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Two large grants for the department

Last week, the Danish Council for Independent Research announced who have been selected to receive funding from their latest call.

In 2017, the Danish Council for Independent Research will fund 200 new research projects - two of which are at Department of Computer Science, Aarhus University. Congratulations to Ira Assent and Peyman Afshani, who each receive DKK 5.8 million for their research.


Data Science on the Desktop
Technology and production call (FTP)

DKK 5.867.899

Project description: Data science develops methods for analyzing data collected from applications as diverse as business decision making, genome analysis, or movie recommendations. The promise is that this will allow us to understand the (digital) world around us to a much better degree. The current solutions, however, are still designed for single core computers. In modern laptops or desktop computers, however, we have access to several cores, and can even use the graphics card for non-graphical computations. In this project, we exploit the enormous potential for fast and scalable data science by creating solutions that make use of the compute power available in standard computers. We develop general strategies that allow us to make existing solutions much faster by using more of the available hardware resources. We build and evaluate prototypes to demonstrate dramatically faster data science results on standard computers.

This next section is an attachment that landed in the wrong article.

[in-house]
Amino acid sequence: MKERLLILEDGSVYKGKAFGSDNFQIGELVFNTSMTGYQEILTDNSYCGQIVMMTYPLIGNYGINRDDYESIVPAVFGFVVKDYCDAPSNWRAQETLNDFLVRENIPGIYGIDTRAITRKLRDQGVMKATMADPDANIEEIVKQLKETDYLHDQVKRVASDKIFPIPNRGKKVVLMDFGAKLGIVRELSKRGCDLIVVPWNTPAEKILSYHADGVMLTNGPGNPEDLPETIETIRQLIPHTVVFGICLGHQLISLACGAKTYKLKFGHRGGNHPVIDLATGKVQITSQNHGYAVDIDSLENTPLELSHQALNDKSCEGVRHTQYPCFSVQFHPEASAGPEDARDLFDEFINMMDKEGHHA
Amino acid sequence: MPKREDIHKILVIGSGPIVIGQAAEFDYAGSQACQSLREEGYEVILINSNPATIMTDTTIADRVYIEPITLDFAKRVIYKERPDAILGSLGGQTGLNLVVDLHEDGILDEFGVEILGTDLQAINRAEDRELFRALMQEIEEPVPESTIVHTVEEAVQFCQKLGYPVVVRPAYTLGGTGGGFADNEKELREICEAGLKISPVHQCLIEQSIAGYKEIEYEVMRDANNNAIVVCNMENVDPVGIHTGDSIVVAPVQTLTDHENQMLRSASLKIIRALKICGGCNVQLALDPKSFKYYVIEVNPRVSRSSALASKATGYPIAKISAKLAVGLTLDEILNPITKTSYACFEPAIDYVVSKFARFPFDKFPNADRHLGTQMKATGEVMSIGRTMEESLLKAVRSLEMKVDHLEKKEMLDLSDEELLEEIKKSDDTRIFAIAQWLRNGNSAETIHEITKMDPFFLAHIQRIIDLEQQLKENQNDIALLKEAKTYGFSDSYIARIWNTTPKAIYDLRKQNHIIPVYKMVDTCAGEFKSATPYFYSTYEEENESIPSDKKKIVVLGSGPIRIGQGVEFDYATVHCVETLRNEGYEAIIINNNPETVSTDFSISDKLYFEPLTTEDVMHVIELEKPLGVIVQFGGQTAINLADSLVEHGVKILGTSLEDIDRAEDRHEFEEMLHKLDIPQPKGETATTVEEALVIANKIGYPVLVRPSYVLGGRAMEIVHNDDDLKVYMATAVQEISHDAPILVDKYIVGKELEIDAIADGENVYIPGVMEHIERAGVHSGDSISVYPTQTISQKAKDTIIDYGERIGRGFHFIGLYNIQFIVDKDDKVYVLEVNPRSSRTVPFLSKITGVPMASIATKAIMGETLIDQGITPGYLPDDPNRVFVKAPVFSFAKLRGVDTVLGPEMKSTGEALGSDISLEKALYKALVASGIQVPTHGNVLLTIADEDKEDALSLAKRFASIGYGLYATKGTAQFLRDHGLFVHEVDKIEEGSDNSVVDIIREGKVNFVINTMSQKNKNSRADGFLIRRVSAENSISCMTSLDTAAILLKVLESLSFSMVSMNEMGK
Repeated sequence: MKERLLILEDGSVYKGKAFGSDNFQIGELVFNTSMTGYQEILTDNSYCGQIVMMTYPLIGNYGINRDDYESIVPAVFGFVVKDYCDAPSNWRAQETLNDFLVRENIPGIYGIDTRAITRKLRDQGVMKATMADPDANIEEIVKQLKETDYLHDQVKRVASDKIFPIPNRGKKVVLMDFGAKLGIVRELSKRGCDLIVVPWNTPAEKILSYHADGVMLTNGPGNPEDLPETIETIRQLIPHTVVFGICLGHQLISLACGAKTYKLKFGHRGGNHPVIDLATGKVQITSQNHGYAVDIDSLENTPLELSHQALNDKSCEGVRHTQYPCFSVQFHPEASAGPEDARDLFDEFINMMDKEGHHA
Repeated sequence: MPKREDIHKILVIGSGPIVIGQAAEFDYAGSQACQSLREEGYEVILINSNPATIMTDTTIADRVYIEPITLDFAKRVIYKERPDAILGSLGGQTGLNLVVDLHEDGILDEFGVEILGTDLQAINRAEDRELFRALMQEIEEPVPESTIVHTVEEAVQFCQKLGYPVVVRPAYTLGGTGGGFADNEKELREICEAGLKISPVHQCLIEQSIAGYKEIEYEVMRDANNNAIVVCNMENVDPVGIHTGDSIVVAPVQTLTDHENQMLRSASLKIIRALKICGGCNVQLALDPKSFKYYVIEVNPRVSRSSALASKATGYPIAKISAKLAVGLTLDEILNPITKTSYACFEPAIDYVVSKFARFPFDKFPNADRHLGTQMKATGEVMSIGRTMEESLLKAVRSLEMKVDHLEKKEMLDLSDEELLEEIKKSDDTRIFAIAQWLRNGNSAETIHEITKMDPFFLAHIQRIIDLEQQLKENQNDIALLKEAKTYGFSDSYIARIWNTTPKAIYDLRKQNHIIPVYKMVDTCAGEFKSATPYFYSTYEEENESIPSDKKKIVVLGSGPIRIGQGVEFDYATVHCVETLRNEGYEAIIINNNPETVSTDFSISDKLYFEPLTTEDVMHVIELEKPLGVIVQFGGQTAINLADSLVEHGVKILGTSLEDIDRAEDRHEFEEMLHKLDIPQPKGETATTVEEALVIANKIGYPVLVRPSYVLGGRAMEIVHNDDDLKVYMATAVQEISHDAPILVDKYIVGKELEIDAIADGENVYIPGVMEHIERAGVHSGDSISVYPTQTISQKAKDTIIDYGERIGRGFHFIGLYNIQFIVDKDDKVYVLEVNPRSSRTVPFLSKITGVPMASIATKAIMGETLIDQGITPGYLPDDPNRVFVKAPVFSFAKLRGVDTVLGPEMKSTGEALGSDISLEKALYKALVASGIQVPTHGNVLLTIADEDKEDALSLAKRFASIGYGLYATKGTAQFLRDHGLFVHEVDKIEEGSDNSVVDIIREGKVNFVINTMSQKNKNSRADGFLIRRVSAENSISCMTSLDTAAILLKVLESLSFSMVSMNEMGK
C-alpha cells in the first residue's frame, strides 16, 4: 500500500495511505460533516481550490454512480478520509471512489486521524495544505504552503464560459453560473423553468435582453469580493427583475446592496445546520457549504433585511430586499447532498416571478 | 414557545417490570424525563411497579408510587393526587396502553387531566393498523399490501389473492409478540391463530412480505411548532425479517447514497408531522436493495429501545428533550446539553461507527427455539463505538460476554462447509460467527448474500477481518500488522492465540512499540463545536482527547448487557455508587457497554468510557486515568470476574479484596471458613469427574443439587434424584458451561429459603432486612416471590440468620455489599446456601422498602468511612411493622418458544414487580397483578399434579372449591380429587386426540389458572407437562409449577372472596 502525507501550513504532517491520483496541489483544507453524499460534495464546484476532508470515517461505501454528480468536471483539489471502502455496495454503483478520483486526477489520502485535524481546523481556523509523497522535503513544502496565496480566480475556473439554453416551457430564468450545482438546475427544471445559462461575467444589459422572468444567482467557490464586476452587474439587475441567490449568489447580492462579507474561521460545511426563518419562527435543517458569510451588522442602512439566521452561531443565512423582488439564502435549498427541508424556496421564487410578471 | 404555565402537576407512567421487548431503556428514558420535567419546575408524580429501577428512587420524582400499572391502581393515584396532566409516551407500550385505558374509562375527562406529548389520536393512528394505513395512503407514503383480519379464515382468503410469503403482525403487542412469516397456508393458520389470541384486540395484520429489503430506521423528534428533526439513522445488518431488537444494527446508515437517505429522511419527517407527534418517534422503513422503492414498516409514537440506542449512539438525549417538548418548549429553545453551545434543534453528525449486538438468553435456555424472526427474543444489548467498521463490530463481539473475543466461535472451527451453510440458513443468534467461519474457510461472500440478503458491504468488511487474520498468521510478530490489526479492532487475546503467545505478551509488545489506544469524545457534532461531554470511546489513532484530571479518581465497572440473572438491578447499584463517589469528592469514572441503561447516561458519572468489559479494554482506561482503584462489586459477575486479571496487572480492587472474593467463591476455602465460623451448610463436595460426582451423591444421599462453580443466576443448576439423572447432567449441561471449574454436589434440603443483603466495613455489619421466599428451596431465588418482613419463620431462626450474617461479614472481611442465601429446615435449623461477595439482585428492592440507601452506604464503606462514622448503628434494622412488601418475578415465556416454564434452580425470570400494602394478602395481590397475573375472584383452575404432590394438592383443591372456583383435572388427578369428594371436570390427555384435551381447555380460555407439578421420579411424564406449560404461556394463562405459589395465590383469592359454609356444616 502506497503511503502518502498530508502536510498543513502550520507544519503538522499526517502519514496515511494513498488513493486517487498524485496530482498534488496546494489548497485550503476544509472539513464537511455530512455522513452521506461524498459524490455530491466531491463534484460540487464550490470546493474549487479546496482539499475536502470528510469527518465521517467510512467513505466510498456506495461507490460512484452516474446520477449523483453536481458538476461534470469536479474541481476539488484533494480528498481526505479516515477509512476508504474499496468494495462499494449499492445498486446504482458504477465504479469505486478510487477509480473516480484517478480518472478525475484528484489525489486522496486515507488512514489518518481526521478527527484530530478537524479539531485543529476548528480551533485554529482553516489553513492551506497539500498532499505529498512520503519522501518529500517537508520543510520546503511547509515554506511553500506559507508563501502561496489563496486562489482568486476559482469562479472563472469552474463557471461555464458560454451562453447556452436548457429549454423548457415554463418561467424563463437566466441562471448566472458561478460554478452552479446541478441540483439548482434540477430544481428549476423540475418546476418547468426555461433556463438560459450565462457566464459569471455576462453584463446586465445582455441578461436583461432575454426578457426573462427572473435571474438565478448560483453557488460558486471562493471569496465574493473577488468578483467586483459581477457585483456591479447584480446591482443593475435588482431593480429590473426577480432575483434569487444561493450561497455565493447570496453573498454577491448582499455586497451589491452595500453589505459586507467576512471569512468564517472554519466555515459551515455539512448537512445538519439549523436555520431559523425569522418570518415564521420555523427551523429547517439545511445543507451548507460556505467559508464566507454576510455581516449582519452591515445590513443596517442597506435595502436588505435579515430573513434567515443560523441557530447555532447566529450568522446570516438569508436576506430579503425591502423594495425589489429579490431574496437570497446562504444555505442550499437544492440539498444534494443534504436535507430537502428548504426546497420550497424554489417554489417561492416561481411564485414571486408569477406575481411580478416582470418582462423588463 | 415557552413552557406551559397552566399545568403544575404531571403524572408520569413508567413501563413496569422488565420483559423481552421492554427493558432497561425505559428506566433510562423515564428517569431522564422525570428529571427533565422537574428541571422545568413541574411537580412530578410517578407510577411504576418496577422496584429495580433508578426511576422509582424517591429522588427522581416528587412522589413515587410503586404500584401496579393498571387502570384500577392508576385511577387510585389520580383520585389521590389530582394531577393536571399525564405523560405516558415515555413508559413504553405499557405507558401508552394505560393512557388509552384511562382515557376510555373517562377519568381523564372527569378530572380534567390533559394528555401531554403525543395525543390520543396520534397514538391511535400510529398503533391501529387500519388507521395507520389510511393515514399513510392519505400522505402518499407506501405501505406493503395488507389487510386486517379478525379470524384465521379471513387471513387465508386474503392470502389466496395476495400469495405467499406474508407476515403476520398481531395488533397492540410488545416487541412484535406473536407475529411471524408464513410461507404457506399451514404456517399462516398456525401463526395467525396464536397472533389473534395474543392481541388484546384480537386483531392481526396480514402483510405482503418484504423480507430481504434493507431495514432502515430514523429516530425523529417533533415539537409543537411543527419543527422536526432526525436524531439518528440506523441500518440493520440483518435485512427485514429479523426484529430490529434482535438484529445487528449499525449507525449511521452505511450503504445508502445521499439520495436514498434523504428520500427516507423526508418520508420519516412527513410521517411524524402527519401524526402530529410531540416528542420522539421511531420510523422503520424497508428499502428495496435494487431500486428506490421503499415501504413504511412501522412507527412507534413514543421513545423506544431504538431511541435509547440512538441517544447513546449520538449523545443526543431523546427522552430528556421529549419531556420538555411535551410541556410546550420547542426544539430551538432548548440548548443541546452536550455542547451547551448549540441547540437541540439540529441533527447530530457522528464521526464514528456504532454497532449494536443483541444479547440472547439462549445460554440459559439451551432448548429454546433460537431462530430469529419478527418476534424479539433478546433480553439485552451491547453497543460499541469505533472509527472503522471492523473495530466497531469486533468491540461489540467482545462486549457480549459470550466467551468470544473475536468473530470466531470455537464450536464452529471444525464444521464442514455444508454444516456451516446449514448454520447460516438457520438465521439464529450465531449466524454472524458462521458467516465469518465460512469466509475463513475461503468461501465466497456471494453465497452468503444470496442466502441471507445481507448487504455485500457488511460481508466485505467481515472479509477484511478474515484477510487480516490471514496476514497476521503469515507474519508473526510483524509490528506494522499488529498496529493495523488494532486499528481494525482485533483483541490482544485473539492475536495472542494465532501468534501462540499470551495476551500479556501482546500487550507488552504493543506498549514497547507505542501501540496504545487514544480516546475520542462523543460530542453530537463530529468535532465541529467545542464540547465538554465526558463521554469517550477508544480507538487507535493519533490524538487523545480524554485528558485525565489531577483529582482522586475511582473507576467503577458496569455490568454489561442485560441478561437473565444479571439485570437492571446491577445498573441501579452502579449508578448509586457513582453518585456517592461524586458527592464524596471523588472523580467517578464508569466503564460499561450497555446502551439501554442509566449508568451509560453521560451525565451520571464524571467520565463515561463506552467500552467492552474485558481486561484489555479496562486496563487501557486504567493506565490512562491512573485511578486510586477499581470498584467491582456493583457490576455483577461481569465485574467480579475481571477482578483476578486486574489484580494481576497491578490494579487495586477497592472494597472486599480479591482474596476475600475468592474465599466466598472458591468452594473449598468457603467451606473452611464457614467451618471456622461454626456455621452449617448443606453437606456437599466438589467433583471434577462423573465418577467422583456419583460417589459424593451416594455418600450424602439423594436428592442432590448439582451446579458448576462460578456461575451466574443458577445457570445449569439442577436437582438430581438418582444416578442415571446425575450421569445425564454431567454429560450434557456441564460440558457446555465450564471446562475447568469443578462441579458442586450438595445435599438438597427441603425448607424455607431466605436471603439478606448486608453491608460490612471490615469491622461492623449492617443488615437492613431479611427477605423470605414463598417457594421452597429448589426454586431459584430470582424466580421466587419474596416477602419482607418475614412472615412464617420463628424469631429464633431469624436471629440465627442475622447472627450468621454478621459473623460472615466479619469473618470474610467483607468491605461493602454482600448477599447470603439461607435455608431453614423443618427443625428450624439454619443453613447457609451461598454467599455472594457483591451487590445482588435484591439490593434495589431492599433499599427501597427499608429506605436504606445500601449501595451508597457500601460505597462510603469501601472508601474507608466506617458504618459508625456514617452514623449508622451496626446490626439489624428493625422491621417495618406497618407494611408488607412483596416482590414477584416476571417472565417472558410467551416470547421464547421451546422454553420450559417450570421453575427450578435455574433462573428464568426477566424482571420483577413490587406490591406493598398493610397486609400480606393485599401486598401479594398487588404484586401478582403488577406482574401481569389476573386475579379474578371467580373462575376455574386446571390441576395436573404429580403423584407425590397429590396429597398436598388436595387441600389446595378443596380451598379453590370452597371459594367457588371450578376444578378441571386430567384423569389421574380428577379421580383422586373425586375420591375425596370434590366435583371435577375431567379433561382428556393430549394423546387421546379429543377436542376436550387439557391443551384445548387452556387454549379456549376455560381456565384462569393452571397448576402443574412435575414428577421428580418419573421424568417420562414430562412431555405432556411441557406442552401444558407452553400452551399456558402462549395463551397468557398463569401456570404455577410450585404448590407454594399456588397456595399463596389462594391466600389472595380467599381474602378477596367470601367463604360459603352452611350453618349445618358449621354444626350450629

Modern Challenges in Geometric Data Structures
Nature and universe call (FNU)

DKK 5.832.559

Project description: Computer science is a discipline that offers solutions for problems that require processing, storing, or querying data. Computational geometry is among its important domains and it
builds the theoretical and practical foundations of handling geometric data. Geometric data comes from very diverse sources, e.g., geographical information systems, robotics, computer graphics, abstract data such as database records, and textual data. As our reliance on digital systems grows, it becomes increasingly important for geometric algorithms to keep up both with the increasing volume and diversity of data. We address modern issues that stem from increased data diversity and volume within the context of geometric data structures, such as performing more complex queries compared to what could be done previously, and handling more diverse data sets.